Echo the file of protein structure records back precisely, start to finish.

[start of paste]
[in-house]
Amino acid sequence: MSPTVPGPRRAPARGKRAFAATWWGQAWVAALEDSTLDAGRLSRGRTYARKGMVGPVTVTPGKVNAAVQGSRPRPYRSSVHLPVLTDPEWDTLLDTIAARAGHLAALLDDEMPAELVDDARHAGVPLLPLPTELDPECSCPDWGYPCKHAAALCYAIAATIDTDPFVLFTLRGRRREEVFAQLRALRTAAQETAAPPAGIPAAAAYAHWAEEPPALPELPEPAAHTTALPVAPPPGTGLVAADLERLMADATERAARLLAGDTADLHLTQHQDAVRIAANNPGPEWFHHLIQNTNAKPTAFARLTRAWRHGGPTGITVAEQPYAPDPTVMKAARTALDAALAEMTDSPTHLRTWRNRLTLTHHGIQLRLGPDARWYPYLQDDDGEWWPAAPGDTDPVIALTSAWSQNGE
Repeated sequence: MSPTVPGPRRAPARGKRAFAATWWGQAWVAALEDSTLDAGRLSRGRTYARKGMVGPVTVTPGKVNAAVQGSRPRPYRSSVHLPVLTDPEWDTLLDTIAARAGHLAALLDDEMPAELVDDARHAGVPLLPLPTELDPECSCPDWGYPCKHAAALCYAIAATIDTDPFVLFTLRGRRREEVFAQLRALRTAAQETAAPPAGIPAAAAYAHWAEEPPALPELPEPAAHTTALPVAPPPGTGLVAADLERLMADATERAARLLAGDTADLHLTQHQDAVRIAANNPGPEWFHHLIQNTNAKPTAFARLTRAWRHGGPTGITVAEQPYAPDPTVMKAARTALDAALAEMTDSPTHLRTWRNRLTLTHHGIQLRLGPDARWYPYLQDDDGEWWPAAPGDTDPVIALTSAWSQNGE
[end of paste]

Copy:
[in-house]
Amino acid sequence: MSPTVPGPRRAPARGKRAFAATWWGQAWVAALEDSTLDAGRLSRGRTYARKGMVGPVTVTPGKVNAAVQGSRPRPYRSSVHLPVLTDPEWDTLLDTIAARAGHLAALLDDEMPAELVDDARHAGVPLLPLPTELDPECSCPDWGYPCKHAAALCYAIAATIDTDPFVLFTLRGRRREEVFAQLRALRTAAQETAAPPAGIPAAAAYAHWAEEPPALPELPEPAAHTTALPVAPPPGTGLVAADLERLMADATERAARLLAGDTADLHLTQHQDAVRIAANNPGPEWFHHLIQNTNAKPTAFARLTRAWRHGGPTGITVAEQPYAPDPTVMKAARTALDAALAEMTDSPTHLRTWRNRLTLTHHGIQLRLGPDARWYPYLQDDDGEWWPAAPGDTDPVIALTSAWSQNGE
Repeated sequence: MSPTVPGPRRAPARGKRAFAATWWGQAWVAALEDSTLDAGRLSRGRTYARKGMVGPVTVTPGKVNAAVQGSRPRPYRSSVHLPVLTDPEWDTLLDTIAARAGHLAALLDDEMPAELVDDARHAGVPLLPLPTELDPECSCPDWGYPCKHAAALCYAIAATIDTDPFVLFTLRGRRREEVFAQLRALRTAAQETAAPPAGIPAAAAYAHWAEEPPALPELPEPAAHTTALPVAPPPGTGLVAADLERLMADATERAARLLAGDTADLHLTQHQDAVRIAANNPGPEWFHHLIQNTNAKPTAFARLTRAWRHGGPTGITVAEQPYAPDPTVMKAARTALDAALAEMTDSPTHLRTWRNRLTLTHHGIQLRLGPDARWYPYLQDDDGEWWPAAPGDTDPVIALTSAWSQNGE